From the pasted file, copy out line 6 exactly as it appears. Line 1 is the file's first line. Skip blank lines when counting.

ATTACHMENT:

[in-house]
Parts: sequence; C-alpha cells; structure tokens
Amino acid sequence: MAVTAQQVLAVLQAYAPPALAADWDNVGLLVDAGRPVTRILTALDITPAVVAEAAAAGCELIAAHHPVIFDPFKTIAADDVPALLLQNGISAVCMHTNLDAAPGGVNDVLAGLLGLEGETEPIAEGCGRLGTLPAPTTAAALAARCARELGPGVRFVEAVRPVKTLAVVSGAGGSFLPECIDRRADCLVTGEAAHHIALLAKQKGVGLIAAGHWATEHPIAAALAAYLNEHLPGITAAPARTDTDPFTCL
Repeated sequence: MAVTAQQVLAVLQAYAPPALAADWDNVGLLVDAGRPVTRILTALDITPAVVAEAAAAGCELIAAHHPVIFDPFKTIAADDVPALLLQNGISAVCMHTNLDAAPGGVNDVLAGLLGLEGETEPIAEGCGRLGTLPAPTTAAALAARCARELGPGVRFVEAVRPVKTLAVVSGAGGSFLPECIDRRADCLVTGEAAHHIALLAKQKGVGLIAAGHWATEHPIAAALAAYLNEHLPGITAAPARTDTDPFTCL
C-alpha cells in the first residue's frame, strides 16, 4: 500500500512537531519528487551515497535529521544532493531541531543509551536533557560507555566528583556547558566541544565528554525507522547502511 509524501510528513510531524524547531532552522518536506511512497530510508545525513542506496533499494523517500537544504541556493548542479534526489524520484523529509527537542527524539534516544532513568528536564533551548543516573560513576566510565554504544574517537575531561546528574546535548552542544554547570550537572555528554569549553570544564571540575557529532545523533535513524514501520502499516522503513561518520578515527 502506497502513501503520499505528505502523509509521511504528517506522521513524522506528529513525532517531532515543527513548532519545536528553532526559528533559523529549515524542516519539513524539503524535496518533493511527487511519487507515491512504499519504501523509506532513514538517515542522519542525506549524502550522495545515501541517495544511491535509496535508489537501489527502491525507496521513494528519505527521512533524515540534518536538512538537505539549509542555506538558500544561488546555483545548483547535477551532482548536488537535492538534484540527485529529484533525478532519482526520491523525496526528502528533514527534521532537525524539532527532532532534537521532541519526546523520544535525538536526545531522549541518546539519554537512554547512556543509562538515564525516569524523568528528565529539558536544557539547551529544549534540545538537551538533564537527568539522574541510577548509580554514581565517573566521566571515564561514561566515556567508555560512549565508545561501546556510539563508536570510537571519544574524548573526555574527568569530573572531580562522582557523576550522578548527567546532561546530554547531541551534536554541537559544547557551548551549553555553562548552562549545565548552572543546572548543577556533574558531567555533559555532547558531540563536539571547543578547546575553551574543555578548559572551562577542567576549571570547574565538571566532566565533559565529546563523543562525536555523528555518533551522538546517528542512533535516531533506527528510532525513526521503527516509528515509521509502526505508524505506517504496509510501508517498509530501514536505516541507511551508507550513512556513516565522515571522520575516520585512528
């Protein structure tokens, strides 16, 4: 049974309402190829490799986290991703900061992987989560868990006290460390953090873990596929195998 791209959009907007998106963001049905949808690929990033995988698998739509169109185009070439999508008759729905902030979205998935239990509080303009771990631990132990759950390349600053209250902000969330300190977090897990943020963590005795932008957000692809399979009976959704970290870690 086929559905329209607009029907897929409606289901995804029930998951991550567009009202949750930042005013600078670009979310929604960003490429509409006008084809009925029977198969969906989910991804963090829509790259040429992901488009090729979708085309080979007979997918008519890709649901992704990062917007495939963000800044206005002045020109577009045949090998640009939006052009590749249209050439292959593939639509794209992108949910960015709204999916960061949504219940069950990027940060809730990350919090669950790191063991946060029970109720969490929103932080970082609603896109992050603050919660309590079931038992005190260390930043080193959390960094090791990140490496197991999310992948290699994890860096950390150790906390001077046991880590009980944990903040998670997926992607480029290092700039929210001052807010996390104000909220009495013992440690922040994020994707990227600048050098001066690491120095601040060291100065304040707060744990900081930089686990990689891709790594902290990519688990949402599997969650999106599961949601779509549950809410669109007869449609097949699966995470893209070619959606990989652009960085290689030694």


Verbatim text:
């Protein structure tokens, strides 16, 4: 049974309402190829490799986290991703900061992987989560868990006290460390953090873990596929195998 791209959009907007998106963001049905949808690929990033995988698998739509169109185009070439999508008759729905902030979205998935239990509080303009771990631990132990759950390349600053209250902000969330300190977090897990943020963590005795932008957000692809399979009976959704970290870690 086929559905329209607009029907897929409606289901995804029930998951991550567009009202949750930042005013600078670009979310929604960003490429509409006008084809009925029977198969969906989910991804963090829509790259040429992901488009090729979708085309080979007979997918008519890709649901992704990062917007495939963000800044206005002045020109577009045949090998640009939006052009590749249209050439292959593939639509794209992108949910960015709204999916960061949504219940069950990027940060809730990350919090669950790191063991946060029970109720969490929103932080970082609603896109992050603050919660309590079931038992005190260390930043080193959390960094090791990140490496197991999310992948290699994890860096950390150790906390001077046991880590009980944990903040998670997926992607480029290092700039929210001052807010996390104000909220009495013992440690922040994020994707990227600048050098001066690491120095601040060291100065304040707060744990900081930089686990990689891709790594902290990519688990949402599997969650999106599961949601779509549950809410669109007869449609097949699966995470893209070619959606990989652009960085290689030694």